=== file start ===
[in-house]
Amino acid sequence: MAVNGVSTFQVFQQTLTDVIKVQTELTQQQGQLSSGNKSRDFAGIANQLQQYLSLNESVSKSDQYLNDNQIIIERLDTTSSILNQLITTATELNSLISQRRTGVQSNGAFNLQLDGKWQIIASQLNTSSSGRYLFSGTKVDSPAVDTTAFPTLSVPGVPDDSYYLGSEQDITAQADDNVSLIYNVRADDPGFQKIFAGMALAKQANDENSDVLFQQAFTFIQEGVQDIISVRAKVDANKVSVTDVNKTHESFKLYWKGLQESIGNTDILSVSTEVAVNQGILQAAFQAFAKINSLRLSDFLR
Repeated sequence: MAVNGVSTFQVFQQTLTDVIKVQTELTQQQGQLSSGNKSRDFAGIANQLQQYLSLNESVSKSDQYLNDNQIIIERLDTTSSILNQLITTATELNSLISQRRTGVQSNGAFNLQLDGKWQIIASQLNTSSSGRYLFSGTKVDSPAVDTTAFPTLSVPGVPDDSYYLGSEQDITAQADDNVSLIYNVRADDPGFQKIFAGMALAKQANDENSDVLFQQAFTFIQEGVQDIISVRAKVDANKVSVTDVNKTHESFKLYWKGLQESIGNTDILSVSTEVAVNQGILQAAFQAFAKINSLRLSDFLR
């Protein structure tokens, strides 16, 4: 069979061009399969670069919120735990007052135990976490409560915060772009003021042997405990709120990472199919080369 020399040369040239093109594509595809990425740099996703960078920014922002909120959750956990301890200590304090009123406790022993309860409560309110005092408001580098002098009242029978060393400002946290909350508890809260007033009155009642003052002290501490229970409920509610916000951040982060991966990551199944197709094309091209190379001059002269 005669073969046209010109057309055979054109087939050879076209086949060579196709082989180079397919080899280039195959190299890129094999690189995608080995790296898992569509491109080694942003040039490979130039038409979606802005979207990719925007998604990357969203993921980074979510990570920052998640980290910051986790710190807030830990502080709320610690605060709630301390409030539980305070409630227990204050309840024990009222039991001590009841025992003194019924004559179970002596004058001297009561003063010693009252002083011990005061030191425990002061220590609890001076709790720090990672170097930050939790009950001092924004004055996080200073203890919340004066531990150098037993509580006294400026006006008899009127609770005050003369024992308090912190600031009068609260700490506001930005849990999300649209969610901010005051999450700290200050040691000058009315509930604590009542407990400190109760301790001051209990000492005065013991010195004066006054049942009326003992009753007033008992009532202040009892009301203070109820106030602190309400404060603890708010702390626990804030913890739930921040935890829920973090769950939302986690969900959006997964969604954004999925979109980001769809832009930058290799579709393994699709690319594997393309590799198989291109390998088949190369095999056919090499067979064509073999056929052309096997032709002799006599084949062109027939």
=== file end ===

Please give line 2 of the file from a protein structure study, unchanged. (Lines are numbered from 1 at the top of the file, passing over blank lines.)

Amino acid sequence: MAVNGVSTFQVFQQTLTDVIKVQTELTQQQGQLSSGNKSRDFAGIANQLQQYLSLNESVSKSDQYLNDNQIIIERLDTTSSILNQLITTATELNSLISQRRTGVQSNGAFNLQLDGKWQIIASQLNTSSSGRYLFSGTKVDSPAVDTTAFPTLSVPGVPDDSYYLGSEQDITAQADDNVSLIYNVRADDPGFQKIFAGMALAKQANDENSDVLFQQAFTFIQEGVQDIISVRAKVDANKVSVTDVNKTHESFKLYWKGLQESIGNTDILSVSTEVAVNQGILQAAFQAFAKINSLRLSDFLR